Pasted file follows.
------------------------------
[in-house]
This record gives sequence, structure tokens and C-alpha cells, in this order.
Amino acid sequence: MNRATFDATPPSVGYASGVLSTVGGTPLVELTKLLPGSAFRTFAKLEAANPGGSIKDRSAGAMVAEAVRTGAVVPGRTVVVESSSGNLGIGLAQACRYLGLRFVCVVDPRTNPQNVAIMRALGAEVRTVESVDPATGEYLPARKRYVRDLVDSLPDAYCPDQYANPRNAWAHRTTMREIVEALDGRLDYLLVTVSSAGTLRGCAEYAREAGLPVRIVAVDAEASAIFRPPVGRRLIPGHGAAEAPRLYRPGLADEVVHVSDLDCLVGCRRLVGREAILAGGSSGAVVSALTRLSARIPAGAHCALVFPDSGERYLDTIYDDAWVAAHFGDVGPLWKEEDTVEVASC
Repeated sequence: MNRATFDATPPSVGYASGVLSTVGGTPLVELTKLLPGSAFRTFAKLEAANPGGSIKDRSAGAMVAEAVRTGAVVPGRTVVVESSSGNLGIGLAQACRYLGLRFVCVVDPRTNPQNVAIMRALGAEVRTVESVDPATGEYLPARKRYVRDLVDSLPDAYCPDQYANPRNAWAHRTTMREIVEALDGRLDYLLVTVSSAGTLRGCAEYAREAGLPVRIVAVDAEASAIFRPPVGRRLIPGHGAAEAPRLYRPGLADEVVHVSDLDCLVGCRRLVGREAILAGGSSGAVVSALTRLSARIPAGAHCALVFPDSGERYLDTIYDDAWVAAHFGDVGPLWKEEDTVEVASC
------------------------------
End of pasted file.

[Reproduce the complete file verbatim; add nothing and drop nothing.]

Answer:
[in-house]
This record gives sequence, structure tokens and C-alpha cells, in this order.
Amino acid sequence: MNRATFDATPPSVGYASGVLSTVGGTPLVELTKLLPGSAFRTFAKLEAANPGGSIKDRSAGAMVAEAVRTGAVVPGRTVVVESSSGNLGIGLAQACRYLGLRFVCVVDPRTNPQNVAIMRALGAEVRTVESVDPATGEYLPARKRYVRDLVDSLPDAYCPDQYANPRNAWAHRTTMREIVEALDGRLDYLLVTVSSAGTLRGCAEYAREAGLPVRIVAVDAEASAIFRPPVGRRLIPGHGAAEAPRLYRPGLADEVVHVSDLDCLVGCRRLVGREAILAGGSSGAVVSALTRLSARIPAGAHCALVFPDSGERYLDTIYDDAWVAAHFGDVGPLWKEEDTVEVASC
Repeated sequence: MNRATFDATPPSVGYASGVLSTVGGTPLVELTKLLPGSAFRTFAKLEAANPGGSIKDRSAGAMVAEAVRTGAVVPGRTVVVESSSGNLGIGLAQACRYLGLRFVCVVDPRTNPQNVAIMRALGAEVRTVESVDPATGEYLPARKRYVRDLVDSLPDAYCPDQYANPRNAWAHRTTMREIVEALDGRLDYLLVTVSSAGTLRGCAEYAREAGLPVRIVAVDAEASAIFRPPVGRRLIPGHGAAEAPRLYRPGLADEVVHVSDLDCLVGCRRLVGREAILAGGSSGAVVSALTRLSARIPAGAHCALVFPDSGERYLDTIYDDAWVAAHFGDVGPLWKEEDTVEVASC